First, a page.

1911 Encyclopædia Britannica/Fasti
FASTI, in Roman antiquities, plural of the Latin adjective fastus, but more commonly used as a substantive, derived from fas, meaning what is binding, or allowable, by divine law, as opposed to jus, or human law. Fasti dies thus came to mean the days on which law business might be transacted without impiety, corresponding to our own “lawful days”; the opposite of the dies fasti were the dies nefasti, on which, on various religious grounds, the courts could not sit. The word fasti itself then came to be used to denote lists or registers of various kinds, which may be divided into two great classes.
1. Fasti Diurni, divided into urbani and rustici, a kind of official year-book, with dates and directions for religious ceremonies, court-days, market-days, divisions of the month, and the like. Until 304 B.C. the lore of the calendaria remained the exclusive and lucrative monopoly of the priesthood; but in that year Gnaeus Flavius, a pontifical secretary, introduced the custom of publishing in the forum tables containing the requisite information, besides brief references to victories, triumphs, prodigies, &c. This list was the origin of the public Roman calendar, in which the days were divided into weeks of eight days each, and indicated by the letters A-H. Each day was marked by a certain letter to show its nature; thus the letters F., N., N.P., F.P., Q. Rex C.F., C., EN., stood for fastus, nefastus, nefastus in some unexplained sense, fastus priore, quando rex (sacrorum) comitiavit fastus, comitialis and intercisus. The dies intercisi were partly fasti and partly nefasti. Ovid’s Fasti is a poetical description of the Roman festivals of the first six months, written to illustrate the Fasti published by Julius Caesar after he remodelled the Roman year. Upon the cultivators fewer feasts, sacrifices, ceremonies and holidays were enjoined than on the inhabitants of cities; and the rustic fasti contained little more than the ceremonies of the calends, nones and ides, the fairs, signs of zodiac, increase and decrease of the days, the tutelary gods of each month, and certain directions for rustic labours to be performed each month.
2. Fasti Magistrales, Annales or Historici, were concerned with the several feasts, and everything relating to the gods, religion and the magistrates; to the emperors, their birthdays, offices, days consecrated to them, with feasts and ceremonies established in their honour or for their prosperity. They came to be denominated magni, by way of distinction from the bare calendar, or fasti diurni. Of this class, the fasti consulares, for example, were a chronicle or register of time, in which the several years were denoted by the respective consuls, with the principal events which happened during their consulates. The fasti triumphales and sacerdotales contained a list in chronological order of persons who had obtained a triumph, together with the name of the conquered people, and of the priests. The word fasti thus came to be used in the general sense of “annals” or “historical records.” A famous specimen of the same class are the fasti Capitolini, so called because they were deposited in the Capitol by Alexander Farnese, after their excavation from the Roman forum in 1547. They are chiefly a nominal list of statesmen, victories, triumphs, &c., from the expulsion of the kings to the death of Augustus. A considerable number of fasti of the first class have also been discovered; but none of them appear to be older than the time of Augustus. The Praenestine calendar, discovered in 1770, arranged by the famous grammarian Verrius Flaccus, contains the months of January, March, April and December, and a portion of February. The tablets give an account of festivals, as also of the triumphs of Augustus and Tiberius. There are still two complete calendars in existence, an official list by Furius Dionysius Philocalus (A.D. 354), and a Christian version of the official calendar, made by Polemius Silvius (A.D. 448). But some kinds of fasti included under the second general head were, from the very beginning, written for publication. The Annales Pontificum—different from the calendaria properly so called—were “annually exhibited in public on a white table, on which the memorable events of the year, with special mention of the prodigies, were set down in the briefest possible manner.” Any one was allowed to copy them. Like the pontifices, the augurs also had their books, libri augurales. In fact, all the state offices had their fasti corresponding in character to the consular fasti named above.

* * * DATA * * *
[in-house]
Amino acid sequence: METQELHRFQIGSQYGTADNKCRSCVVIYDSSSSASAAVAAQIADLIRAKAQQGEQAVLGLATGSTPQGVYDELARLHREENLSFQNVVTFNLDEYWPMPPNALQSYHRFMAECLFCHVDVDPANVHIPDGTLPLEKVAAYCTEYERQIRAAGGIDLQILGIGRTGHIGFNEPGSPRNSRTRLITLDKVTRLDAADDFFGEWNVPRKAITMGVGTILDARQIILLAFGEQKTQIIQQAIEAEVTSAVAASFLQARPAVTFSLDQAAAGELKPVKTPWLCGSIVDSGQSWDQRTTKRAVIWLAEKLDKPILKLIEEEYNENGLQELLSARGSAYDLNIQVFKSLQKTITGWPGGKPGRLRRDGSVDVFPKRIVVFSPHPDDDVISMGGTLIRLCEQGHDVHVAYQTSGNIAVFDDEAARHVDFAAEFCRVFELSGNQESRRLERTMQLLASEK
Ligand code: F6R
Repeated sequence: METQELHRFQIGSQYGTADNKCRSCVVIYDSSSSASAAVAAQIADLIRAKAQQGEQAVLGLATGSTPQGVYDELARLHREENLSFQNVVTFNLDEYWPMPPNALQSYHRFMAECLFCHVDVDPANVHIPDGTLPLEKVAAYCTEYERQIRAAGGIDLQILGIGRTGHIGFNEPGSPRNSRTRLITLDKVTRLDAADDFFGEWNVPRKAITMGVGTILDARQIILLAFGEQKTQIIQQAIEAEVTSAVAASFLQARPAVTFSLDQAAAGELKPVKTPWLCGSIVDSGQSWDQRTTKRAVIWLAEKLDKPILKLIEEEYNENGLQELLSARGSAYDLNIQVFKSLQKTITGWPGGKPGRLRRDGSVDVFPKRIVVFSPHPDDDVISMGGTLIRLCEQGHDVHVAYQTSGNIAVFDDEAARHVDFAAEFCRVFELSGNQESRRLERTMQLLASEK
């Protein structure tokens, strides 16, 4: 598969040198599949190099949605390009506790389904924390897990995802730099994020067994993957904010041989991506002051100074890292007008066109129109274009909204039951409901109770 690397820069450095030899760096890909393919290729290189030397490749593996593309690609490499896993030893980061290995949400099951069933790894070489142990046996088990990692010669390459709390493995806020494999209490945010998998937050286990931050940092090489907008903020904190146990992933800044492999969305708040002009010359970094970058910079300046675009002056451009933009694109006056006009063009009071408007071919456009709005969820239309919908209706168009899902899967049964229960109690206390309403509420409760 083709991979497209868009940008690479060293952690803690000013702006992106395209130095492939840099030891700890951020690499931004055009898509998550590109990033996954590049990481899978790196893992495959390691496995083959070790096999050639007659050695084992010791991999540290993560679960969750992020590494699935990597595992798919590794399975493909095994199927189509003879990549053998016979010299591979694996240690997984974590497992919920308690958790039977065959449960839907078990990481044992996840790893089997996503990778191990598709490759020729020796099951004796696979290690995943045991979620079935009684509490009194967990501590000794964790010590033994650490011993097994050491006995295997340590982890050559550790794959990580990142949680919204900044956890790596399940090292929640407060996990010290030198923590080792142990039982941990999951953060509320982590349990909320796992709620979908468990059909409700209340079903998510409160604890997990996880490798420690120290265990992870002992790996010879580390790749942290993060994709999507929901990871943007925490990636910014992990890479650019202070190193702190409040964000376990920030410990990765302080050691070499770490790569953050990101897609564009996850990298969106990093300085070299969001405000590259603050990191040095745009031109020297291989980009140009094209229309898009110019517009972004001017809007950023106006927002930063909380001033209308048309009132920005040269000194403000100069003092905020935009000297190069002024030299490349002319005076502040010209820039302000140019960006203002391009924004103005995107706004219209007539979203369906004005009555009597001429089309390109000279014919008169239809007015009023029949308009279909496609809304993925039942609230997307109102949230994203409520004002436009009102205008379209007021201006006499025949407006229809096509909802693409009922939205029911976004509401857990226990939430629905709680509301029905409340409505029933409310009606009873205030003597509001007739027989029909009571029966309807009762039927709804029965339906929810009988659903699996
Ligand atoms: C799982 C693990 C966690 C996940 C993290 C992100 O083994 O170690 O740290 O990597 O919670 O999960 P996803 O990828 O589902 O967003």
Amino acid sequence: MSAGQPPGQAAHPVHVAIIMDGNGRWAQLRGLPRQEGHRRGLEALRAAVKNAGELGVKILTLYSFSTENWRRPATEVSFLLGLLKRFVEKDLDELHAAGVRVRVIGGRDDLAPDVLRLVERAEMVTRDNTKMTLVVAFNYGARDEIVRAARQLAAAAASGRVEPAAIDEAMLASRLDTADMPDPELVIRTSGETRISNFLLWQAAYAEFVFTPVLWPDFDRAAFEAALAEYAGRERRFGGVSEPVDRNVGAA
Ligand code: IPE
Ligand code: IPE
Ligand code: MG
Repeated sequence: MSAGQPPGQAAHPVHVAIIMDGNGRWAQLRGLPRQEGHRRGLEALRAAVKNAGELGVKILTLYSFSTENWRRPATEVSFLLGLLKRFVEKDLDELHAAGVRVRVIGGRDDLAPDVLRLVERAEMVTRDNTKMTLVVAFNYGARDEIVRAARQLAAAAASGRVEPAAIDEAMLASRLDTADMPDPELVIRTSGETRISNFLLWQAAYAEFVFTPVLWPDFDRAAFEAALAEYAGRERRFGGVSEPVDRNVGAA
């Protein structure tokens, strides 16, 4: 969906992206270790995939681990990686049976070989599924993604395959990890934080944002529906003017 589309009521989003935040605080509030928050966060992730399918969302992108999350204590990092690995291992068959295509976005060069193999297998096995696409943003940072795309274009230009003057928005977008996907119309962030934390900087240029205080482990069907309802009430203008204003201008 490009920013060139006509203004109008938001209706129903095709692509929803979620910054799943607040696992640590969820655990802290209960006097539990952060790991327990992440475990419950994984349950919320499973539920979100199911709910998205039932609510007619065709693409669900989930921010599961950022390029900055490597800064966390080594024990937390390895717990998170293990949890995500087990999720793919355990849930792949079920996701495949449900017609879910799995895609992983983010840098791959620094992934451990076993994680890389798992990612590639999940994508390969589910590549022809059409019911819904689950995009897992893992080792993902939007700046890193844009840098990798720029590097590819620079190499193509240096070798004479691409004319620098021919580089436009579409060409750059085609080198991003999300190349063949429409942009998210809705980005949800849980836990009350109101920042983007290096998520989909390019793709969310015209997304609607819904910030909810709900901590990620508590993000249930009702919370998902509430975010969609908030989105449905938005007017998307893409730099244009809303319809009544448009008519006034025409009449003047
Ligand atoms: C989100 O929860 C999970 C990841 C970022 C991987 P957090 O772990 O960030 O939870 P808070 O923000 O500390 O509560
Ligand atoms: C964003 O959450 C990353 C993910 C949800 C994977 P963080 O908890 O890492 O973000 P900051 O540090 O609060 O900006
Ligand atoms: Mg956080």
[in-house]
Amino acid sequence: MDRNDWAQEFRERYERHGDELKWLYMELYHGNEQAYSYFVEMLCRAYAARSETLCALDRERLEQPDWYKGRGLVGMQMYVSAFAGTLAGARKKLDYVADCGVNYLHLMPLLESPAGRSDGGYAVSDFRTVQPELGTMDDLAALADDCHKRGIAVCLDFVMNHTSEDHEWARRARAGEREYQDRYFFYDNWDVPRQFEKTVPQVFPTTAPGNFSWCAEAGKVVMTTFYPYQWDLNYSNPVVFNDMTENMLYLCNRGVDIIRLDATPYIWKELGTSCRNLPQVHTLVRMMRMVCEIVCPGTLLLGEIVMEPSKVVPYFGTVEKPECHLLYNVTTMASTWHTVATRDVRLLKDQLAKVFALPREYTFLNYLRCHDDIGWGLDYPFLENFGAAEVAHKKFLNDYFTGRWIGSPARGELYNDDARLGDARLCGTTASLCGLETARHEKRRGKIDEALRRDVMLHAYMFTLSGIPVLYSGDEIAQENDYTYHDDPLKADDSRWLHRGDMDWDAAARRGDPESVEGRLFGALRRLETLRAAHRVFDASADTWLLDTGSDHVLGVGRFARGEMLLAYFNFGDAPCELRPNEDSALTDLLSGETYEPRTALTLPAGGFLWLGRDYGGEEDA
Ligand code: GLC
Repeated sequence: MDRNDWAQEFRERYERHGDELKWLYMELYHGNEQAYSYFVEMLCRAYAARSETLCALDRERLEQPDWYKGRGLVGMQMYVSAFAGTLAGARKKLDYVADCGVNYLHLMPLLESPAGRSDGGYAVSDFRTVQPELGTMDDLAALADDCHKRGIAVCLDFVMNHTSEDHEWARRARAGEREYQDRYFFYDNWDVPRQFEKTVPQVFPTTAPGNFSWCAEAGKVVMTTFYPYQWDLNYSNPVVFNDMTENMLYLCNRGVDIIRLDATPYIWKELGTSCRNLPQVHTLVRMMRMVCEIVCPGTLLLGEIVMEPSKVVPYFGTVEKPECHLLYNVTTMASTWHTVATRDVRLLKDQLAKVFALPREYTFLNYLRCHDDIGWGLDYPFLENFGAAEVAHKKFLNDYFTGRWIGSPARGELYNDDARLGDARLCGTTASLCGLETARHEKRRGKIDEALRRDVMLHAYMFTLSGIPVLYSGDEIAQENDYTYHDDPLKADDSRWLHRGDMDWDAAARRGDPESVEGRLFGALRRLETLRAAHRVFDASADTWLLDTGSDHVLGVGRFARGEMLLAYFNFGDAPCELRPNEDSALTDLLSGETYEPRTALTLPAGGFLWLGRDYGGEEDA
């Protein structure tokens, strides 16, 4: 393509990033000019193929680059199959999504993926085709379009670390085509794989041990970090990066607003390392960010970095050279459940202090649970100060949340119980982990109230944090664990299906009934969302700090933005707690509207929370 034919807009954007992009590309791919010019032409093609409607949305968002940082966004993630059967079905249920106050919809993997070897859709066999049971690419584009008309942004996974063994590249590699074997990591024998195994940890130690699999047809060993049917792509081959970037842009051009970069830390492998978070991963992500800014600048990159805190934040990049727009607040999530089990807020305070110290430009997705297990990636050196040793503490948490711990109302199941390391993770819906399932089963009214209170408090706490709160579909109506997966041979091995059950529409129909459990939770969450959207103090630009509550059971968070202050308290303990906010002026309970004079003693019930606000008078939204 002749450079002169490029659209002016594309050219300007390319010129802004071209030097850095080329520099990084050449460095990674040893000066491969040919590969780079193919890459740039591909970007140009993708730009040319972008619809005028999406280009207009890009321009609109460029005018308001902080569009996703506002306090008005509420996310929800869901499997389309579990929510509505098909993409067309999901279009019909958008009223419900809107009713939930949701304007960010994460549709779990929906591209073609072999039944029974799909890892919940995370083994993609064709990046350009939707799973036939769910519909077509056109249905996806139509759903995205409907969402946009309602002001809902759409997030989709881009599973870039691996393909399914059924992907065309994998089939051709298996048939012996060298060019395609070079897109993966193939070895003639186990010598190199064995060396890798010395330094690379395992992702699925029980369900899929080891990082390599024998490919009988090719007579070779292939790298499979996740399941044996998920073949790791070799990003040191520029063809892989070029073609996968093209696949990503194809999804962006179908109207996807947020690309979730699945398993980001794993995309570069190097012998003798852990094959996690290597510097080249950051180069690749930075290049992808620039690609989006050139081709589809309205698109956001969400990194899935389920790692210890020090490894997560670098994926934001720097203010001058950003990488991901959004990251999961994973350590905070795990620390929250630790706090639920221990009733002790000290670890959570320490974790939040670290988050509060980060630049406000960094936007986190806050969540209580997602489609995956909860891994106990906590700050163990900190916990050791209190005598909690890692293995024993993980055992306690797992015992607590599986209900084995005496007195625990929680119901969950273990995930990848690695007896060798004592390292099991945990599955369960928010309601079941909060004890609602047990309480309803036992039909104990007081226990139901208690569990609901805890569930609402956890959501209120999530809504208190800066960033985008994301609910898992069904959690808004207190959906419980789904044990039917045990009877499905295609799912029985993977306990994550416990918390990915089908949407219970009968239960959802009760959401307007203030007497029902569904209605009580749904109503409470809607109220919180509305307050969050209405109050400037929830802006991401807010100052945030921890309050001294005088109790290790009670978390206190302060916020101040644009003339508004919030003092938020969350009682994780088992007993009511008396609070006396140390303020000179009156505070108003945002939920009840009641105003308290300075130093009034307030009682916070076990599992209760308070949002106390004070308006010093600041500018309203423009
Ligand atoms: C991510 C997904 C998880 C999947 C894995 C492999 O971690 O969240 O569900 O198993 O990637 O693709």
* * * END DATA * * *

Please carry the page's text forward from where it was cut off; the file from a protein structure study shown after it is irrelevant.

For the best text and account of the fragments of the Fasti see Corpus Inscriptionum Latinarum, i. (2nd ed.); on the subject generally, Teuffel-Schwabe, Hist. of Roman Literature, §§ 74, 75, and article by Bouché-Leclercq in Daremberg and Saglio, Dictionnaire des antiquités.